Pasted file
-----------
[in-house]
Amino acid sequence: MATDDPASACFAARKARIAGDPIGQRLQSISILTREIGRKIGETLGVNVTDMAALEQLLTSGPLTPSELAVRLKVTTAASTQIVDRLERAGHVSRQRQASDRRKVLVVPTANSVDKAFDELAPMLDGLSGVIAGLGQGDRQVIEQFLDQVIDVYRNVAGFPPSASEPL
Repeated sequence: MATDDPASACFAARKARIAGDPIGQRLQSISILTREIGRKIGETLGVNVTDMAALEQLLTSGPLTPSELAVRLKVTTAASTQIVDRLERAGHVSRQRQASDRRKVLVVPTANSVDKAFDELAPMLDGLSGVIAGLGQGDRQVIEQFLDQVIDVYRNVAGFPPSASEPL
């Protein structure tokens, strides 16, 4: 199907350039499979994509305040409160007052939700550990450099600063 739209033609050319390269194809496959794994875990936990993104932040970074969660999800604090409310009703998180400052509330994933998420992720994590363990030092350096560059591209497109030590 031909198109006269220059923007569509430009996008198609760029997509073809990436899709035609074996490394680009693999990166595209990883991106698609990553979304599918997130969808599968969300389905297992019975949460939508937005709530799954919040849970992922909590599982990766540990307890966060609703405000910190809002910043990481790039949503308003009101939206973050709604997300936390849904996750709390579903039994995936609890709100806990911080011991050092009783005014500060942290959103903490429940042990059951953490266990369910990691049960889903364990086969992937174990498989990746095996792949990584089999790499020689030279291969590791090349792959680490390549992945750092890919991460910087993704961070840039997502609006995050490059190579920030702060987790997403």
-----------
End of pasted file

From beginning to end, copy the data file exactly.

[in-house]
Amino acid sequence: MATDDPASACFAARKARIAGDPIGQRLQSISILTREIGRKIGETLGVNVTDMAALEQLLTSGPLTPSELAVRLKVTTAASTQIVDRLERAGHVSRQRQASDRRKVLVVPTANSVDKAFDELAPMLDGLSGVIAGLGQGDRQVIEQFLDQVIDVYRNVAGFPPSASEPL
Repeated sequence: MATDDPASACFAARKARIAGDPIGQRLQSISILTREIGRKIGETLGVNVTDMAALEQLLTSGPLTPSELAVRLKVTTAASTQIVDRLERAGHVSRQRQASDRRKVLVVPTANSVDKAFDELAPMLDGLSGVIAGLGQGDRQVIEQFLDQVIDVYRNVAGFPPSASEPL
């Protein structure tokens, strides 16, 4: 199907350039499979994509305040409160007052939700550990450099600063 739209033609050319390269194809496959794994875990936990993104932040970074969660999800604090409310009703998180400052509330994933998420992720994590363990030092350096560059591209497109030590 031909198109006269220059923007569509430009996008198609760029997509073809990436899709035609074996490394680009693999990166595209990883991106698609990553979304599918997130969808599968969300389905297992019975949460939508937005709530799954919040849970992922909590599982990766540990307890966060609703405000910190809002910043990481790039949503308003009101939206973050709604997300936390849904996750709390579903039994995936609890709100806990911080011991050092009783005014500060942290959103903490429940042990059951953490266990369910990691049960889903364990086969992937174990498989990746095996792949990584089999790499020689030279291969590791090349792959680490390549992945750092890919991460910087993704961070840039997502609006995050490059190579920030702060987790997403």